Gardens Worth Traveling For
People travel for many different reasons. For some, it is the dream of ticking off their destination bucket list, while food lovers will happily travel across the globe for incredible cuisine. But garden lovers and nature enthusiasts are instantly mesmerised by the sprawling grounds and lush estates famously designed and perfectly maintained worldwide.
One visit to any of these spectacular gardens will leave you brimming with creative inspiration and motivation to transform your garden at home. You will be heading to your nearest hardware store for the perfect hedge trimmers in no time.
Gardens Worth Traveling for – Château de Versailles, France
During the 17th century, the famous French landscape designer André Le Nôtre created the lush gardens of Versailles, southwest of Paris, at the behest of Louis XIV. The Sun King, as he was known during his reign, wanted the gardens to highlight the beauty of his palace, which served as the ultimate monument to his ruling power.
The 250 acres are filled with winding paths that lead to flourishing flower beds, quiet hidden corners with classical decor, crystal blue ornamental lakes, and the very canal King Louis used for gondola rides.
The Master-of-Nets Gardens, China
The Master-of-Nets Garden, or Wangshiuan in Chinese, is a residential garden in southeast China. Originally designed during the Song dynasty, from A.D. 960-1270, the clever and intricate arrangement of pavilions, halls, music rooms, winsome bamboo groves, and waterside perches is a wonderful example of natural harmony.
The central area feels like a small world within itself, with large piles of yellow stones forming mini ‘mountains,’ complete with caverns and a small, arched bridge famously named the ‘leading to quietude,’ which crosses a pond to the small pavilion located right in the center of the entire property.
Villa d’Este, Italy
A prominent Renaissance cardinal decided to improve life in Tivoli by turning a dilapidated Benedictine monastery into a stunning villa known as the Villa d’Este. This beautiful location was further highlighted by including one of the world’s most fascinating garden and fountain complexes, which UNESCO has recently listed as one of Italy’s 31 most significant historical and artistic sites.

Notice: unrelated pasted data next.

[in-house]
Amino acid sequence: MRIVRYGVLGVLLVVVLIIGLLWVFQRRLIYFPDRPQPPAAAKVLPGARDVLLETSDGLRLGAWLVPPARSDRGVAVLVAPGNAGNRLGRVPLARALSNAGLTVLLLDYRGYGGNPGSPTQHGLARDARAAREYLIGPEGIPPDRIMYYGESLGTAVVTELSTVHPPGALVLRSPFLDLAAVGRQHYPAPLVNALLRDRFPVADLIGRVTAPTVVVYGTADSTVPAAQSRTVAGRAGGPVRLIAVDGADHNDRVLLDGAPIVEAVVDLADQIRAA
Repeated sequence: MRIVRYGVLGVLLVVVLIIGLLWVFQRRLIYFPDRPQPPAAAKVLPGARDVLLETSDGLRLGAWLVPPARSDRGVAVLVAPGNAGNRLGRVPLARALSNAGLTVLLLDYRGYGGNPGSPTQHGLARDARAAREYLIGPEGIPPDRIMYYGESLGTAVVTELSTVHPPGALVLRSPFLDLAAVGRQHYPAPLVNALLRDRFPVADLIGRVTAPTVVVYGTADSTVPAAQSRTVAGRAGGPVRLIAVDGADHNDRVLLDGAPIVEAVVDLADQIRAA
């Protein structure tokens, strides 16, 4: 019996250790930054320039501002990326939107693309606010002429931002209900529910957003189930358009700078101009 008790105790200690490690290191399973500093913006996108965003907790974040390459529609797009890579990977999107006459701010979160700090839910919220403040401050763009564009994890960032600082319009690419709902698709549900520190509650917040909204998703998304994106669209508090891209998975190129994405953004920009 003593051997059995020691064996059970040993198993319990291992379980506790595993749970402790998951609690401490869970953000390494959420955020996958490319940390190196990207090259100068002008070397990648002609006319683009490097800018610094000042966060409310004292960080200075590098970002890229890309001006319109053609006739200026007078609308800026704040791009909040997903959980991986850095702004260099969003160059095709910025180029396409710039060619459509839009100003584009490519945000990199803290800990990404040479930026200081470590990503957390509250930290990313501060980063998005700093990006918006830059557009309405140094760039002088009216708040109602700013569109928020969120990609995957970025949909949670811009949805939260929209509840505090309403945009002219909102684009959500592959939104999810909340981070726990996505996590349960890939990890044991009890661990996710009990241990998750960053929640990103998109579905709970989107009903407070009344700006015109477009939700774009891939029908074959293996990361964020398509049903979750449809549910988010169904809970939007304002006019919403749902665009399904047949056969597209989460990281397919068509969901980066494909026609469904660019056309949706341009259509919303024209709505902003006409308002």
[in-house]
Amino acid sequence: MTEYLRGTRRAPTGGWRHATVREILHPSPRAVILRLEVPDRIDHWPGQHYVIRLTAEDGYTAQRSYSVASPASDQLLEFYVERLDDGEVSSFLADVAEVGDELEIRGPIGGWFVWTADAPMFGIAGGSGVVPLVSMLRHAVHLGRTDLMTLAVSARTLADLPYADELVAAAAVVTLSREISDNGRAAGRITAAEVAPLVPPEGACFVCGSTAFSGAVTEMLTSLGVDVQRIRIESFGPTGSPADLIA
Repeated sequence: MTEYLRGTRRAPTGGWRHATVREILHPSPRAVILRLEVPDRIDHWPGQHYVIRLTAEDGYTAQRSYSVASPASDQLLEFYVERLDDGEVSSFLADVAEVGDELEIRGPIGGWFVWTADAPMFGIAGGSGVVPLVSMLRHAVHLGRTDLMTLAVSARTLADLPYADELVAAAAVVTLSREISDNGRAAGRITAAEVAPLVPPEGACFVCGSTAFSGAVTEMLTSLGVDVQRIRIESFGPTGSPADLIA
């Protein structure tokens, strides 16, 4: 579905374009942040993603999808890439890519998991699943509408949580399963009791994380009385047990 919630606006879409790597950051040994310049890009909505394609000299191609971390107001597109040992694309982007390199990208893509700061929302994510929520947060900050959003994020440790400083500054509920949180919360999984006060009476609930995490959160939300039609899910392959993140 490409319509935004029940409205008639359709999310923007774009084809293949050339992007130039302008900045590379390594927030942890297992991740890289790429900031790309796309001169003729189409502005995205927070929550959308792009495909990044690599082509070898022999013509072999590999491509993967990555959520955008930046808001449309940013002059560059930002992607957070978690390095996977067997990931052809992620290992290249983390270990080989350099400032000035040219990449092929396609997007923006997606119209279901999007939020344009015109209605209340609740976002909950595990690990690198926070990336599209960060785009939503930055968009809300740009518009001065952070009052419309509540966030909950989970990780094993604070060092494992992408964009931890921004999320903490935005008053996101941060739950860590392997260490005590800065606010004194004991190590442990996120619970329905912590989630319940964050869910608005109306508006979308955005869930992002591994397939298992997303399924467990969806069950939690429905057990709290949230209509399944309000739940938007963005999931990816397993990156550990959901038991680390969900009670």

Any visitor to this fascinating destination should take in the Fontana del Bicchierone, where water pours from a large shell-shaped basin; the Rometta fountain, which features a minute Rom alongside a wolf-suckling Remus and Romulus; and the Avenue of the Hundred Fountains, where water flows from various animal heads, lilies, small boats, basins and more.
Sans Souci, Germany
In Potsdam, Germany, Sans Souci was the brainchild of Frederick the Great of Prussia, who built this splendid rococo palace as a summer escape, where he could live without a care in the world. The lavish gardens feature many beautiful flowers dotted with busts of Roman emperors, decorative statues, and a Chinese teahouse.
Royal Botanic Gardens at Kew, England
The Royal Botanic Gardens at Kew are 326 acres of beautifully landscaped grounds, with quaint greenhouses acting as a popular feature throughout the gardens. Underneath their easy-to-spot roofs, botanical science and conservation efforts come together in this spectacular setting just 10 miles from central London.
Located on the property, the Temperate House is the world’s largest Victorian greenhouse, while the Bonsai House has trees that are more than 150 years old. In the Palm House, visitors can experience ten different climatic zones, which grow baobab trees and vanilla orchids.
To the English folks of the 18th century, the more classical something could be, the more appeal it held. Stourhead, in Warminster, is a dazzling example of this refined fascination of the past. Henry Hoare II accented the sprawling grounds of his Wilshire estate with re-created ruins and classical buildings that defined the ancient world, including the Pantheon and Temple of Apollo.
Powerscourt Garden, Ireland
The gardens and grand Palladian villa found at Powerscourt, just south of Dublin, were initially designed and built in the 18th century. It is 47 acres of formal walled gardens and beautifully shaded ponds.
The grounds, tumbling waterfalls, parks, garden pavilions, and tree-line arbors were inspired by the Italian Renaissance and the majestic estates and gardens found in France and Germany. Picturesque terraces and formal landscapes are perfectly planned, surrounded by the imposing beauty of the Wicklow Mountains.
Dumbarton Oaks, United States
Dumbarton Oak is located at the north end of Georgetown, considered one of Washington’s poshest neighbourhoods. Here, vines tumble down the stone walls that enclose the Fountain Terrace, while Lovers’ Lane will allow visitors to stroll past a Roman-style amphitheatre built around a small, royal-blue pool.
Take your time admiring and experiencing the estate’s beauty, making you feel like you have stepped onto a Merchant-Ivory set in modern-day America.
Butchart Gardens, British Columbia
The Butchart Gardens are a spectacular example of a successful reclamation project. The land was used for years by Portland Cement, which had exhausted its value as a quarry by 1904. That was when Jennie Butchart, the wife of Portland Cement’s owner, decided to fill the space with soil collected by nearby farms.
Her vision and project quickly grew into a 55-acre tract filled with over 700 varieties of plants that bloom annually from March to October. For many, the chance to see so many different plants in one convenient location is easily the most significant motivating factor to visit this incredible site.
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